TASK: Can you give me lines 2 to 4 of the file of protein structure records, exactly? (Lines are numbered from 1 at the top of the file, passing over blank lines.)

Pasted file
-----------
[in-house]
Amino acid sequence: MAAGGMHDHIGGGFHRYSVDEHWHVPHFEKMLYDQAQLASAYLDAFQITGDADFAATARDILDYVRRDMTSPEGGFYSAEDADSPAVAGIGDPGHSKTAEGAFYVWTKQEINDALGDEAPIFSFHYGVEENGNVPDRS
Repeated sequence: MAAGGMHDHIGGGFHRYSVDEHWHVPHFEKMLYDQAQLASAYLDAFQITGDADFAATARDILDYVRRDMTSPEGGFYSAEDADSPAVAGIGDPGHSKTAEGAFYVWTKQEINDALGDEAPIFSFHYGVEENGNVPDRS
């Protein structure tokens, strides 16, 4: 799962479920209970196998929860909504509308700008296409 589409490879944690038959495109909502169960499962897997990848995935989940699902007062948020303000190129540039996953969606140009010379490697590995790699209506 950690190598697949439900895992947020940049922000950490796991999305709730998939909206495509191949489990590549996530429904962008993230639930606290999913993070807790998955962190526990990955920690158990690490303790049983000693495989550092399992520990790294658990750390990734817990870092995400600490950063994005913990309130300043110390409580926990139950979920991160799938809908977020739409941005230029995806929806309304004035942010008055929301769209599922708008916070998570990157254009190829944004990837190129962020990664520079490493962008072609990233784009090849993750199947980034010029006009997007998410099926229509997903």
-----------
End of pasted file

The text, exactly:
Amino acid sequence: MAAGGMHDHIGGGFHRYSVDEHWHVPHFEKMLYDQAQLASAYLDAFQITGDADFAATARDILDYVRRDMTSPEGGFYSAEDADSPAVAGIGDPGHSKTAEGAFYVWTKQEINDALGDEAPIFSFHYGVEENGNVPDRS
Repeated sequence: MAAGGMHDHIGGGFHRYSVDEHWHVPHFEKMLYDQAQLASAYLDAFQITGDADFAATARDILDYVRRDMTSPEGGFYSAEDADSPAVAGIGDPGHSKTAEGAFYVWTKQEINDALGDEAPIFSFHYGVEENGNVPDRS
């Protein structure tokens, strides 16, 4: 799962479920209970196998929860909504509308700008296409 589409490879944690038959495109909502169960499962897997990848995935989940699902007062948020303000190129540039996953969606140009010379490697590995790699209506 950690190598697949439900895992947020940049922000950490796991999305709730998939909206495509191949489990590549996530429904962008993230639930606290999913993070807790998955962190526990990955920690158990690490303790049983000693495989550092399992520990790294658990750390990734817990870092995400600490950063994005913990309130300043110390409580926990139950979920991160799938809908977020739409941005230029995806929806309304004035942010008055929301769209599922708008916070998570990157254009190829944004990837190129962020990664520079490493962008072609990233784009090849993750199947980034010029006009997007998410099926229509997903």